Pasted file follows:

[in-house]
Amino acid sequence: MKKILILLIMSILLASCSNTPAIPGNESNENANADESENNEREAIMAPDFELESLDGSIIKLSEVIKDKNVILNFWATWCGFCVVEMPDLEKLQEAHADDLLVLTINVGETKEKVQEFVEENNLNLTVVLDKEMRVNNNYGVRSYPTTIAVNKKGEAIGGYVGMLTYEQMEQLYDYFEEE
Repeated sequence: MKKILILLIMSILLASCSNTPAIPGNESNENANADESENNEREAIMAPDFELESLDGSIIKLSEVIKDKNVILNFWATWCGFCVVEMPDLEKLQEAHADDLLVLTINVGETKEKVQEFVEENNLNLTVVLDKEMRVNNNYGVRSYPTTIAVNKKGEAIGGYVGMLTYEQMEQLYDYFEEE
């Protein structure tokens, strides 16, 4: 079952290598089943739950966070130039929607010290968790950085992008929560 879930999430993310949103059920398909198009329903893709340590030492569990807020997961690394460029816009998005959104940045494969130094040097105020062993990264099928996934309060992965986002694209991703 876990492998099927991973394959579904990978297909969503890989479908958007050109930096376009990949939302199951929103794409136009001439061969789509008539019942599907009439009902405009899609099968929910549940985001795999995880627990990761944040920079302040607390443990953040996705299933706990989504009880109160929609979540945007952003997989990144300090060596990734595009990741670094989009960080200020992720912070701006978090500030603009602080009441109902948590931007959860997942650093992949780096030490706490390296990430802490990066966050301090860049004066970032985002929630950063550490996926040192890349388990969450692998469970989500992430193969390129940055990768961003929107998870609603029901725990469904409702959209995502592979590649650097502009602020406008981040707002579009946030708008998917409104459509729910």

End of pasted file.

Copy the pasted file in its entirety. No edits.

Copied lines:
[in-house]
Amino acid sequence: MKKILILLIMSILLASCSNTPAIPGNESNENANADESENNEREAIMAPDFELESLDGSIIKLSEVIKDKNVILNFWATWCGFCVVEMPDLEKLQEAHADDLLVLTINVGETKEKVQEFVEENNLNLTVVLDKEMRVNNNYGVRSYPTTIAVNKKGEAIGGYVGMLTYEQMEQLYDYFEEE
Repeated sequence: MKKILILLIMSILLASCSNTPAIPGNESNENANADESENNEREAIMAPDFELESLDGSIIKLSEVIKDKNVILNFWATWCGFCVVEMPDLEKLQEAHADDLLVLTINVGETKEKVQEFVEENNLNLTVVLDKEMRVNNNYGVRSYPTTIAVNKKGEAIGGYVGMLTYEQMEQLYDYFEEE
């Protein structure tokens, strides 16, 4: 079952290598089943739950966070130039929607010290968790950085992008929560 879930999430993310949103059920398909198009329903893709340590030492569990807020997961690394460029816009998005959104940045494969130094040097105020062993990264099928996934309060992965986002694209991703 876990492998099927991973394959579904990978297909969503890989479908958007050109930096376009990949939302199951929103794409136009001439061969789509008539019942599907009439009902405009899609099968929910549940985001795999995880627990990761944040920079302040607390443990953040996705299933706990989504009880109160929609979540945007952003997989990144300090060596990734595009990741670094989009960080200020992720912070701006978090500030603009602080009441109902948590931007959860997942650093992949780096030490706490390296990430802490990066966050301090860049004066970032985002929630950063550490996926040192890349388990969450692998469970989500992430193969390129940055990768961003929107998870609603029901725990469904409702959209995502592979590649650097502009602020406008981040707002579009946030708008998917409104459509729910």